But like everything (and you), they’re hard to see these days.

For months, I’ve been waking up every morning with the taste of the absurdity of things in my mouth. The taste of absurdity is the taste of plastic coloured in silver and black, of wavelengths that are just about 380 nanometers long; the taste of the ones, the zeros, and the nothing in between. Absurdity has the bitter taste of crying in front of a wall, the sour notes of all the times I should’ve been there and wasn’t; it has the butteriness of subjunctive, and the smokiness of longing to listen to another person breathe and only hearing the sound of a computer fan. Absurdity tastes as salty as calendars and endless hours to count, it tastes like holding on to the memory of coming home to you, and like an idea kept alive by fibre. Absurdity is the taste of the berries that are only in season where I am.

On average, things are very normal around here.

I walk along a path from a month ago and it’s not the same and there is something touchingly disturbing about having the familiarity of a decade changed so quickly by something so intense and fleeting. On a train back home, I suddenly find myself accidentally holding a stranger’s hand very tightly; find myself surprised by its warmth, softness. I let go as soon as I notice it, but I still feel the touch on my skin hours later; it makes me think about preservation techniques. Back home, I get water colours and paint more mason jars in bright colours, and line them up next to the ones that hold our realities. No matter what their content will look like, at least they will glow when we hold them up to the light.

None of us know how this is going to work. No matter how good things looked that were there for a moment that ended too soon: there’s nothing to see beyond.

Bats sometimes crash into windows, no matter if they navigate visually or acoustically. The good news is that bats crash into windows less often when they cannot see.

Well that’s right, and that is fine.

Patches of Light: Helsinki in December

Observations, music, thoughts, musings, written down over the course of eight days in December 2016 while meandering through Helsinki, Finnland.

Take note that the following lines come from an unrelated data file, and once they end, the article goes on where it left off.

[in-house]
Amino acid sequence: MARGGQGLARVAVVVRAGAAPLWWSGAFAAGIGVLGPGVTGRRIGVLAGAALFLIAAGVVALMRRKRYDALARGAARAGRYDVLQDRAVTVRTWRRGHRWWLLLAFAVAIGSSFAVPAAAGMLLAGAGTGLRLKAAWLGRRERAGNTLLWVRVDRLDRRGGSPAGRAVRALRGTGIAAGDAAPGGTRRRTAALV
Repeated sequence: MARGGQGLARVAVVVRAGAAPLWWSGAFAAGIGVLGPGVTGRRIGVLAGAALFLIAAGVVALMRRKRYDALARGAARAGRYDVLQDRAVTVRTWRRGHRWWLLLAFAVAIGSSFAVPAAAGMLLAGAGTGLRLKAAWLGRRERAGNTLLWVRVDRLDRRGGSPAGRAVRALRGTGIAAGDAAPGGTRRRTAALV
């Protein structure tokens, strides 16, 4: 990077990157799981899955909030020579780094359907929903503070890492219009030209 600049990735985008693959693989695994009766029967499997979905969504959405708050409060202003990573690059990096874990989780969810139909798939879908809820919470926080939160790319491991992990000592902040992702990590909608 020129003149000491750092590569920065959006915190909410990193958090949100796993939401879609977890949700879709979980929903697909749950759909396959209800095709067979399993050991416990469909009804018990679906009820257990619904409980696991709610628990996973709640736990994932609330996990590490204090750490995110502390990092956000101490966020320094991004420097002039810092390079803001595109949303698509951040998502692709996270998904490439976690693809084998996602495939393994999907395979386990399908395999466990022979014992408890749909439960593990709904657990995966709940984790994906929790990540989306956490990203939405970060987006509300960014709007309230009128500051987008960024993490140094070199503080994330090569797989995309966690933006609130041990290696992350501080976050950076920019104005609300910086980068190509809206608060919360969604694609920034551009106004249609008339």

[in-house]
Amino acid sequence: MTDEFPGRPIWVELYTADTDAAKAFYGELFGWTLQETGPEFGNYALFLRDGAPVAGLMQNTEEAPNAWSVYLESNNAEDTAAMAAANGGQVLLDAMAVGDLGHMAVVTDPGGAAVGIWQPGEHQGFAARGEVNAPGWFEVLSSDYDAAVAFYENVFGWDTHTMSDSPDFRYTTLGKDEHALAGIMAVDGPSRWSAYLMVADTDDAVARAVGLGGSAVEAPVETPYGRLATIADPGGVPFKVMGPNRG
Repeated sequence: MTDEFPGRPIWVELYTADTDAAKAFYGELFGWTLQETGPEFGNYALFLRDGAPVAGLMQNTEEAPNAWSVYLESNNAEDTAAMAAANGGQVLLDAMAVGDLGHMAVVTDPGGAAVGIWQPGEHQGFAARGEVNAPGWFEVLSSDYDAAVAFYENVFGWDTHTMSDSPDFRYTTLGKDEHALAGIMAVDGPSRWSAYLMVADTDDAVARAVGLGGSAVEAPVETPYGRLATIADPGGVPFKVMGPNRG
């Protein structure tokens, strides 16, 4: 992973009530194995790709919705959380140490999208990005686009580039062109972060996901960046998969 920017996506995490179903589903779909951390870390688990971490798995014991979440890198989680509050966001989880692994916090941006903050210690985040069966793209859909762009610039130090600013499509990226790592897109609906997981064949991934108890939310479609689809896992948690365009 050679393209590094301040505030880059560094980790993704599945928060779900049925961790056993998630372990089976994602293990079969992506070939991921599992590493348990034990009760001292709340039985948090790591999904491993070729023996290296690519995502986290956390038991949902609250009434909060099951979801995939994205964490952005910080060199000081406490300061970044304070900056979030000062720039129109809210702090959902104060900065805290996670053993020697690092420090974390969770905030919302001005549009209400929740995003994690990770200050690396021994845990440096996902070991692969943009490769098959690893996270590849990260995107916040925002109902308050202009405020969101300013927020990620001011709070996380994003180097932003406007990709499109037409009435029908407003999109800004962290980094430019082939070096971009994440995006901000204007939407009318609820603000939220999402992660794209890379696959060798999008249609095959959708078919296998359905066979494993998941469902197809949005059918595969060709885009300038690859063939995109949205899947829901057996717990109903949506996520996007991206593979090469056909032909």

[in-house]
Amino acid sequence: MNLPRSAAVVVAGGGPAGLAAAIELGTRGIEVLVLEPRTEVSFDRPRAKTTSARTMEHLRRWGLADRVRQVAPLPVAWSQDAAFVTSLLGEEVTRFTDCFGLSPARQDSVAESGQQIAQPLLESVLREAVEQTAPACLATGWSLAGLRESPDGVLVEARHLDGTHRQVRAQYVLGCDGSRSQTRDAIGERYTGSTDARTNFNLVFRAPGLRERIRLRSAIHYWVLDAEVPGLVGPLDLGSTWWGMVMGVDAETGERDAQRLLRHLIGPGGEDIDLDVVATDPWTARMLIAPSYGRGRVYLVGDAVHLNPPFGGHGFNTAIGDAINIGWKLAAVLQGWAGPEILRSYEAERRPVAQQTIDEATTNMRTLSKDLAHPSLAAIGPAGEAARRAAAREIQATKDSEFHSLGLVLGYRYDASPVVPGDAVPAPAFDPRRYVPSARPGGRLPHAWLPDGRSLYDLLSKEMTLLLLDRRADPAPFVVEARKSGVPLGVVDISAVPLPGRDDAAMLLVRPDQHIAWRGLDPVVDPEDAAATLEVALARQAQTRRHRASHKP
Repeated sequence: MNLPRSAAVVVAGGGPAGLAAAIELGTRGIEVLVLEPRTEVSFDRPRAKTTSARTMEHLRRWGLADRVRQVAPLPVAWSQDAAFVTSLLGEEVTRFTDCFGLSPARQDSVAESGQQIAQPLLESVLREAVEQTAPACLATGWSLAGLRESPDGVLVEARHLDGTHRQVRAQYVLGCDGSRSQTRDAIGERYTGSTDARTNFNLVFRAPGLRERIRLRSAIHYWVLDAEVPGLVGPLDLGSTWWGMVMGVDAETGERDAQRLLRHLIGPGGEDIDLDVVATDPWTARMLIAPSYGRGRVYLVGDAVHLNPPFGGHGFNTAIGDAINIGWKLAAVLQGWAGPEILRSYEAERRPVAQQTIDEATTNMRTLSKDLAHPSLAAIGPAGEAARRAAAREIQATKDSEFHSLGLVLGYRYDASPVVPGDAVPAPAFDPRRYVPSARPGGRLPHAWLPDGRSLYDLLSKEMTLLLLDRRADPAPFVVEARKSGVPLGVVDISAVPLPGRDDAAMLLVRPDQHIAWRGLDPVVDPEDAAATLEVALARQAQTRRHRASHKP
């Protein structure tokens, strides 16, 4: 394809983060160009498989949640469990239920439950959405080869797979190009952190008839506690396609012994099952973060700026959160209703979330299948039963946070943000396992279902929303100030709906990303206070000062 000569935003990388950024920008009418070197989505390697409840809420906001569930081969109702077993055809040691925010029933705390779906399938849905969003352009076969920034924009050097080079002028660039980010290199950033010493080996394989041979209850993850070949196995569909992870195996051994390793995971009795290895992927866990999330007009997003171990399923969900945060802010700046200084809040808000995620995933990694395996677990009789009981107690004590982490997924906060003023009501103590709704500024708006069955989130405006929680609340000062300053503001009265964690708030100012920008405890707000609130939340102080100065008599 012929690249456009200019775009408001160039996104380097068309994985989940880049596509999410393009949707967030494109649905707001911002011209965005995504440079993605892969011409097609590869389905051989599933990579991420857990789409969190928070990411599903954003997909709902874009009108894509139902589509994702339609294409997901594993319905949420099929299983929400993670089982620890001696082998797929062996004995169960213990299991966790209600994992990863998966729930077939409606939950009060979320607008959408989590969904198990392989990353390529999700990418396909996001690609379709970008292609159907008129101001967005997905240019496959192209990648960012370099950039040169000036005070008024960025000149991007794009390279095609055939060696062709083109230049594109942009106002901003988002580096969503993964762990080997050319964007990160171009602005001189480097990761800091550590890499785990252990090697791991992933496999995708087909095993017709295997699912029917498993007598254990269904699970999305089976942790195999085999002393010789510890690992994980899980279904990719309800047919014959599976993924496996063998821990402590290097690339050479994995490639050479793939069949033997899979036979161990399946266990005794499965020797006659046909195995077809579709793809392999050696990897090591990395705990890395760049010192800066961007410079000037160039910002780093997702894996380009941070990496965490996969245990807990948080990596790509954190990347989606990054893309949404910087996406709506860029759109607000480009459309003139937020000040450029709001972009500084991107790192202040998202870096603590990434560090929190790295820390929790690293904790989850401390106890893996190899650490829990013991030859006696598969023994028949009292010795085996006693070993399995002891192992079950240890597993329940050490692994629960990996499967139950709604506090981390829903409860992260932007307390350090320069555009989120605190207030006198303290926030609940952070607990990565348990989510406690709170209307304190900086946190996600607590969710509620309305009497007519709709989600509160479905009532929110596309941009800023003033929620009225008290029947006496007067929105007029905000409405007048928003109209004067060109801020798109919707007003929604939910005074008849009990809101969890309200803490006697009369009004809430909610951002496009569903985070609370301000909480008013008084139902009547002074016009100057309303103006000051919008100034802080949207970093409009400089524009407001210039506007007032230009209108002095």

Preamble

Still the rush of an intense day and a stressful trip to the airport inside of me (one of those times when you don’t know if you’ll make it in time), I sit back on the plane. A few minutes after takeoff, I look at a sky so full of stars.

Let me come over, I can waste your time, I’m bored.


You are exactly where you need to be

At the airport, I see a plane that will be leaving for Lapland in one hour. I briefly consider changing my plans; but returning to Lapland will have to wait for another time. All snow is gone, what’s left are only piles of dirt-covered ice that must’ve been snow a while ago; an outdoor ice rig, a self storage called Pelikan (genius!), and giant neon signs with very long words on store fronts.

The wind today feels like it could blow me away any second, if only it wanted to. Everyone I meet in the streets is wearing a woolen hat. The soles of your shoes are all worn down, the time for sleep is now. I walk past a sign that says herkku (delicacy), but at first think it says heroku (Cloud Application Platform); I may have been working in tech for too long. I decide to get coffee.

I thought I’d moved on from being a person who takes picture of boats. Turns out, I was wrong.

Botanical gardens in December in the Northern Hemisphere are basically 50 shades of brown (with very few exceptions).

Santa Claus has a booth at the local Christmas market. Last time I saw Santa, I saw (“)the original one(“) in Lapland and refused to sit on his lap. A strong smoked salmon smell is in the air.

I follow the smell of fat and sugar and find a booth that sells fresh Munkki, a type of Finnish donuts. I get two, and this is how I find out what love is.

Munkki are my first love, and they will be my last.

Someone is selling Christmas trees. I don’t do Christmas, but think that it might be fun to get a tiny tree for my hotel room. Trees are cool.

I walk up the steps to the Cathedral and sit down on one of the benches inside to defrost and listen to an organ recital.

Here, the ground floor is no. 1 (not 0, like where I live right now). I also accidentally find out (as in: I literally run into a sign with an announcement) that the Swedish Theatre in town will soon be showing Ingvar! – en musikalisk möbelsaga (literally translates to: Ingvar! – A musical furniture saga) – a musical about capitalism and IKEA founder Ingvar Kamprad (at least that’s as much as I understand).

And I learn that Skönlitteratur (literally beautiful literature) means Fiction in Swedish.

I’m longing to read poetry.

When I walk through streets, I have a habit of reading out signs, even more so when I’m in a country where I don’t speak the language. I mutter them quietly, in an attempt to get a better sense for how words work, how they’re pronounced, what the language may sound like.